RFC 2126 ISO Transport on top of TCP March 1997 one preserves the services offered by a particular layer (the Service-Provider) then the Service-User at that layer is completely unaffected by changes in the underlying layers or by the protocol used within the layer. This document defines a Transport Service which appears to be identical to the Services and Interfaces offered by the ISO Transport Service Definition [ISO8072], but which will in fact implement the ISO Transport Protocol [ISO8073] on top of TCP/IP (IPv4 or IPv6), rather than the ISO Network Service [ISO8348]. The basis of this document is STD35, RFC1006 [RFC1006] written by Marshall T. Rose and Dwight E. Cass and it defines two transport classes of service. Transport Class 0 refines and supersedes the RFC1006 protocol and is aimed at preserving the RFC1006 installed base. Transport Class 2 defines a number of new features which are not provided in RFC1006, such as independence of Normal and Expedited Data channels and Explicit Transport Disconnection. These new features are largely based on RFC1859 [RFC1859] and extend the applicability of RFC1006 to new groups of applications. This document specifies changes to the standards mentioned above and must be read in the context of the above mentioned standards. It will not be meaningful on its own. The 'well known' TCP port 102 is reserved for hosts which implement the Protocol described in this document. Note that the Protocol does not mandate the use of TCP port 102 for all connections. 2. The Model This section describes the differences between the model used by the ISO Transport and that described in this document. 2.1 ISO Transport Model The ISO 8072 standard describes the ISO Transport Service Definition (TS). The ISO Transport Service Definition describes the services offered by the Transport Service Provider and the interfaces used to access these services. The ISO 8073 standard describes the ISO Transport Protocol Specification (TP). The ISO Transport Protocol specifies common encoding rules and a number of classes of transport protocol procedure which can be used with different network Quality of Service. Pouffary & Young Standards Track [Page 3]
RFC 2126 ISO Transport on top of TCP March 1997 The ISO 8348 standard describes the ISO Network Service Definition (NS). The ISO Network Service Definition describes the services offered by the network service Provider and the interfaces used to access these services. The ISO Network Service specifies two type of service: - Connection Oriented Network Service (CONS) - ConnectionLess Network Service (CLNS) The ISO Transport Protocol specifies five classes of procedures when operating over CONS and one class of procedure when operating over CLNS. The relationship of these ISO standards is illustrated below: Transport Service User | |-ISO Transport Service Definition [ISO8072] | +--------------------------------------------------+ | Transport Service Provider | | ISO Transport Protocol Specification [ISO8073] | +--------------------------------------------------+ | |-ISO Network Service Definition [ISO8348] | 2.2 ISO Transport over TCP (ITOT) Model This document defines a model which provides ISO Transport Service, with minor extensions, running over TCP. The ISO 8072 Transport Service is supported with minor modifications. See section 3.1. The ISO 8073 Transport Protocol with some modifications is used to provide the modified Transport Service. The Transmission Control Protocol is used in place of the ISO 8348 to provide a CONS like service. See section 4. This document specifies a simple encapsulation mechanism between the modified ISO 8073 Transport Protocol and the TCP. Pouffary & Young Standards Track [Page 4]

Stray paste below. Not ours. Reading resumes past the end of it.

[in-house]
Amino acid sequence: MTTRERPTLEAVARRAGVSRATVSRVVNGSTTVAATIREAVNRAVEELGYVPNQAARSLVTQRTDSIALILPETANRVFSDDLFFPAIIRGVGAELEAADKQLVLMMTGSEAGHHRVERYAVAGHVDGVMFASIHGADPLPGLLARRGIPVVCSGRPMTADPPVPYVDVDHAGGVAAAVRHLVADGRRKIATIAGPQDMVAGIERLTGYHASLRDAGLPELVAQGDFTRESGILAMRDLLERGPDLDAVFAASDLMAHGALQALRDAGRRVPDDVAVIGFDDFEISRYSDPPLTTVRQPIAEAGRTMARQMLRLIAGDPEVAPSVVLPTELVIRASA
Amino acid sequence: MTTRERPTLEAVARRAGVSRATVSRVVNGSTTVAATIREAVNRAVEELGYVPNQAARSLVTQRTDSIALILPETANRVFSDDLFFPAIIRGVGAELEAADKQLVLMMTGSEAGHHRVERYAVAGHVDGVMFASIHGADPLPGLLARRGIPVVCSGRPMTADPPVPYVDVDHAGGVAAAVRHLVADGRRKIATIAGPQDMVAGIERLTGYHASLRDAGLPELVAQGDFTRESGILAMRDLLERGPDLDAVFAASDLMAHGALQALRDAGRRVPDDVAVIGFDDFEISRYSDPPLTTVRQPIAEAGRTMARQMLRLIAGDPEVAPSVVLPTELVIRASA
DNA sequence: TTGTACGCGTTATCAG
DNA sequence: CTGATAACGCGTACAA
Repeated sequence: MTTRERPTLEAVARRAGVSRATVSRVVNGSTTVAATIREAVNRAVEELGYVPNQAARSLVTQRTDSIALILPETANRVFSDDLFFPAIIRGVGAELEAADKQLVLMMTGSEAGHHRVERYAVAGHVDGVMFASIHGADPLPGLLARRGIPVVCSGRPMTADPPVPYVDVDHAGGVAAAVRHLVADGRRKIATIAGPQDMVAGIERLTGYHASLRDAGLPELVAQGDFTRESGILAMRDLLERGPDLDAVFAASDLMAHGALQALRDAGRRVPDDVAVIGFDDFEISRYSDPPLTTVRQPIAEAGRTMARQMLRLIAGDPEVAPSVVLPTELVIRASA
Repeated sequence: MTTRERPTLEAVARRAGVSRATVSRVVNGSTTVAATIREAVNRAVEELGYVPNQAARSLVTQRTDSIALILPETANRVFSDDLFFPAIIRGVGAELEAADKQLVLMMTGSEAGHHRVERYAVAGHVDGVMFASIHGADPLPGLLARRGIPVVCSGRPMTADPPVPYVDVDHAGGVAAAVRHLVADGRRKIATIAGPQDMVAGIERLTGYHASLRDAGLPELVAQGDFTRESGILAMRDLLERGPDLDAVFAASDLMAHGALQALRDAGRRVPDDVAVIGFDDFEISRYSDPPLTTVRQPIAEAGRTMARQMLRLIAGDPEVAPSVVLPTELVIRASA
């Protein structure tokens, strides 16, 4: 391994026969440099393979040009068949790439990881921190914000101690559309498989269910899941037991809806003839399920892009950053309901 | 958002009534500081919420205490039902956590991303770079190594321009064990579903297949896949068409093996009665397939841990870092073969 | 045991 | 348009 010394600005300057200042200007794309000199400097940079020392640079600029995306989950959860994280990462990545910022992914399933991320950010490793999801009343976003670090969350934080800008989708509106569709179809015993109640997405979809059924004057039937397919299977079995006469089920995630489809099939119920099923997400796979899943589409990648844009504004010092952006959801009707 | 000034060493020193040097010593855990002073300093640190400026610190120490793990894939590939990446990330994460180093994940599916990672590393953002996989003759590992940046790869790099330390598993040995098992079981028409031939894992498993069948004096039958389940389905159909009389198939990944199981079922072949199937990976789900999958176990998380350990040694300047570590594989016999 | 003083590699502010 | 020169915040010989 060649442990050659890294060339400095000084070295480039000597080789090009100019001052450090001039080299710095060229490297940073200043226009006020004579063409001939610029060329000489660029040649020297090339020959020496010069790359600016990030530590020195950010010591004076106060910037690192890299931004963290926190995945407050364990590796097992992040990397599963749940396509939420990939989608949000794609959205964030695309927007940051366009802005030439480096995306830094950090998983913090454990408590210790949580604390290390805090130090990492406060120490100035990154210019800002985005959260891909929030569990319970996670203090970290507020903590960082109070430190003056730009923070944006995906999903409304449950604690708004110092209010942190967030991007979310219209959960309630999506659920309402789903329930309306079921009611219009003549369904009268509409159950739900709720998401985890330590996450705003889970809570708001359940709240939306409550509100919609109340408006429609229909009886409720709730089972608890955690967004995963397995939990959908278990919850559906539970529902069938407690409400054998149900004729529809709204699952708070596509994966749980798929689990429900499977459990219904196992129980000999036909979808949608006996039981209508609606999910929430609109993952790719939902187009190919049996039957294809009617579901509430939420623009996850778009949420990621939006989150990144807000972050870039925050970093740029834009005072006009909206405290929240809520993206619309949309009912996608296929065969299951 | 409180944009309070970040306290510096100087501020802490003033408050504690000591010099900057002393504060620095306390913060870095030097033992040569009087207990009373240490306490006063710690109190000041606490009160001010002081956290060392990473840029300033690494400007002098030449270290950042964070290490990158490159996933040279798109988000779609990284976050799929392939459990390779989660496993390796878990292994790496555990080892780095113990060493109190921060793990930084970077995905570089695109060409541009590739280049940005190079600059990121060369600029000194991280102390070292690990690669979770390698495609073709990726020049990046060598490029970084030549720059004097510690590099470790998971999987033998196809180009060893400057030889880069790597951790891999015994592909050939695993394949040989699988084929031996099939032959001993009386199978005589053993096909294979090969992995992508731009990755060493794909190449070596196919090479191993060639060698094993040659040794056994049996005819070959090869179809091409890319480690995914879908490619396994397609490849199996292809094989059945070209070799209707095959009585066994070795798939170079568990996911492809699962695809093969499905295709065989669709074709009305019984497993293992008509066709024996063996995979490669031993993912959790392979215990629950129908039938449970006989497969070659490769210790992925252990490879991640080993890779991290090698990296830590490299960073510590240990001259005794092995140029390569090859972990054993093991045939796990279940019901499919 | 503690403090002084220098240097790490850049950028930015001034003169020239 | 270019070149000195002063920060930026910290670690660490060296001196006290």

RFC 2126 ISO Transport on top of TCP March 1997 ISO 8073 Transport Protocol specifies five classes when operating over ISO 8348 CONS. This document specifies how to operate class 0 and 2 over TCP. This document does not prevent use of other classes from operating over TCP, but their specification is beyond the scope of this document. The relationship of these standards is illustrated below: Transport Service User | |-ISO Transport Service (modified) | +--------------------------------------------------+ | Transport Service Provider | | ISO Transport Protocol (modified) Specification | +--------------------------------------------------+ | |-TCP as a Connection Oriented Network Service | 2.3 Overview of Protocol and Service This document defines use of the ISO Transport Protocol (with some extensions) running over TCP. Two variants of the protocol are defined, "Class 0 over TCP" and "Class 2 over TCP", which are based closely on the ISO Transport Class 0 and 2 Protocol. Section 3 defines the Service offered to the Transport User by this protocol, and shows the differences from the ISO Transport Service. The mapping between the Service primitives in the ISO Network Service and TCP are defined. Section 4 defines the Transport Protocol. 3 Service Definition This section describes the Transport Service offered to the Transport User. It also defines the mapping between the Network Service Definition and the TCP Service Definition. 3.1 Transport Service Definition ISO 8072 Transport Service is supported with the following extensions: - Use of Quality of Service parameter is not defined - Access to Non-disruptive Transport Disconnection Pouffary & Young Standards Track [Page 5]